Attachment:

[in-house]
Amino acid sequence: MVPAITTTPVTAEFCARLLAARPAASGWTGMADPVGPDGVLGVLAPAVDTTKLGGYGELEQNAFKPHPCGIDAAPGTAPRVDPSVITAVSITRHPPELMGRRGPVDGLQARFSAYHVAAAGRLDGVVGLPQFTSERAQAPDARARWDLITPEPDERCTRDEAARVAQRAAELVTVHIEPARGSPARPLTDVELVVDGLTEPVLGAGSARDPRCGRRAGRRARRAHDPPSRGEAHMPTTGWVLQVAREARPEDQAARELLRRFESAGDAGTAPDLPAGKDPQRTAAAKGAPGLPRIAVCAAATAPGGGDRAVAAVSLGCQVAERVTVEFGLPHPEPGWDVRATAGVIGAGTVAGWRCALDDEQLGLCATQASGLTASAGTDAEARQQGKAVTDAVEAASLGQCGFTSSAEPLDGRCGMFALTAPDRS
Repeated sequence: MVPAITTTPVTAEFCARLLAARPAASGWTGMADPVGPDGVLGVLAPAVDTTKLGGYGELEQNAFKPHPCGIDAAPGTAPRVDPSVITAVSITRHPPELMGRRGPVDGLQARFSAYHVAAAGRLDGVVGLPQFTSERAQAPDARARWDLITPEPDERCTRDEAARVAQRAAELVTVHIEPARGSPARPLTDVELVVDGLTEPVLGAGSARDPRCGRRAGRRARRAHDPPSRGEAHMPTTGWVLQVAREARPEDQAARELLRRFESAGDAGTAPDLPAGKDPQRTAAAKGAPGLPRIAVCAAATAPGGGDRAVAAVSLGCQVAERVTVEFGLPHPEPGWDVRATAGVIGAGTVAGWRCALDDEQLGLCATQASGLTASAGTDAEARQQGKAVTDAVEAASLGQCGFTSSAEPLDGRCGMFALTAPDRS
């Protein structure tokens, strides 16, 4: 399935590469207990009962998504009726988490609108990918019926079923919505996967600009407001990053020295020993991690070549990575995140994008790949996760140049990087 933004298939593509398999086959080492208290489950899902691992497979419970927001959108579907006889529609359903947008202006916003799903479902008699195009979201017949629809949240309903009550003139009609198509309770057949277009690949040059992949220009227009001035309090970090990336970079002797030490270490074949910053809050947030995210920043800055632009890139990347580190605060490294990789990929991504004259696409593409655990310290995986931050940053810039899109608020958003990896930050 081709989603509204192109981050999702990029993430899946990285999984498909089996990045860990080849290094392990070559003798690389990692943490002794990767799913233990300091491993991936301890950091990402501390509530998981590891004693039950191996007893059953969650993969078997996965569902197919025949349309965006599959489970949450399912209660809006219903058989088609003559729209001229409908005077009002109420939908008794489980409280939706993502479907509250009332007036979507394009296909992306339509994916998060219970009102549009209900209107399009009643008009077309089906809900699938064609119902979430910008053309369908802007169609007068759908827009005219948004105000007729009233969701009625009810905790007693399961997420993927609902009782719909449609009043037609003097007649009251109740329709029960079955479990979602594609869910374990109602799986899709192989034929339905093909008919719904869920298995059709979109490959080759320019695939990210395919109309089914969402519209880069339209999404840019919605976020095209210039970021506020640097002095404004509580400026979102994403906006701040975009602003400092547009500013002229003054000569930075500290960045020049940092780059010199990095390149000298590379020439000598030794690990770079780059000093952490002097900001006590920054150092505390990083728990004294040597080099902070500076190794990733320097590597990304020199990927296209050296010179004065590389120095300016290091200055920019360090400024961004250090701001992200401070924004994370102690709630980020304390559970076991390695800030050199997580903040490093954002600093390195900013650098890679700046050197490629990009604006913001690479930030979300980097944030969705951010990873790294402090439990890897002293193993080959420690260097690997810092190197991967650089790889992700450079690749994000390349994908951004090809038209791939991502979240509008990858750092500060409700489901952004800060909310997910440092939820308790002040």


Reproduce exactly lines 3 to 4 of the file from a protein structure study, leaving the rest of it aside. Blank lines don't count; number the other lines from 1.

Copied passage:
Repeated sequence: MVPAITTTPVTAEFCARLLAARPAASGWTGMADPVGPDGVLGVLAPAVDTTKLGGYGELEQNAFKPHPCGIDAAPGTAPRVDPSVITAVSITRHPPELMGRRGPVDGLQARFSAYHVAAAGRLDGVVGLPQFTSERAQAPDARARWDLITPEPDERCTRDEAARVAQRAAELVTVHIEPARGSPARPLTDVELVVDGLTEPVLGAGSARDPRCGRRAGRRARRAHDPPSRGEAHMPTTGWVLQVAREARPEDQAARELLRRFESAGDAGTAPDLPAGKDPQRTAAAKGAPGLPRIAVCAAATAPGGGDRAVAAVSLGCQVAERVTVEFGLPHPEPGWDVRATAGVIGAGTVAGWRCALDDEQLGLCATQASGLTASAGTDAEARQQGKAVTDAVEAASLGQCGFTSSAEPLDGRCGMFALTAPDRS
């Protein structure tokens, strides 16, 4: 399935590469207990009962998504009726988490609108990918019926079923919505996967600009407001990053020295020993991690070549990575995140994008790949996760140049990087 933004298939593509398999086959080492208290489950899902691992497979419970927001959108579907006889529609359903947008202006916003799903479902008699195009979201017949629809949240309903009550003139009609198509309770057949277009690949040059992949220009227009001035309090970090990336970079002797030490270490074949910053809050947030995210920043800055632009890139990347580190605060490294990789990929991504004259696409593409655990310290995986931050940053810039899109608020958003990896930050 081709989603509204192109981050999702990029993430899946990285999984498909089996990045860990080849290094392990070559003798690389990692943490002794990767799913233990300091491993991936301890950091990402501390509530998981590891004693039950191996007893059953969650993969078997996965569902197919025949349309965006599959489970949450399912209660809006219903058989088609003559729209001229409908005077009002109420939908008794489980409280939706993502479907509250009332007036979507394009296909992306339509994916998060219970009102549009209900209107399009009643008009077309089906809900699938064609119902979430910008053309369908802007169609007068759908827009005219948004105000007729009233969701009625009810905790007693399961997420993927609902009782719909449609009043037609003097007649009251109740329709029960079955479990979602594609869910374990109602799986899709192989034929339905093909008919719904869920298995059709979109490959080759320019695939990210395919109309089914969402519209880069339209999404840019919605976020095209210039970021506020640097002095404004509580400026979102994403906006701040975009602003400092547009500013002229003054000569930075500290960045020049940092780059010199990095390149000298590379020439000598030794690990770079780059000093952490002097900001006590920054150092505390990083728990004294040597080099902070500076190794990733320097590597990304020199990927296209050296010179004065590389120095300016290091200055920019360090400024961004250090701001992200401070924004994370102690709630980020304390559970076991390695800030050199997580903040490093954002600093390195900013650098890679700046050197490629990009604006913001690479930030979300980097944030969705951010990873790294402090439990890897002293193993080959420690260097690997810092190197991967650089790889992700450079690749994000390349994908951004090809038209791939991502979240509008990858750092500060409700489901952004800060909310997910440092939820308790002040």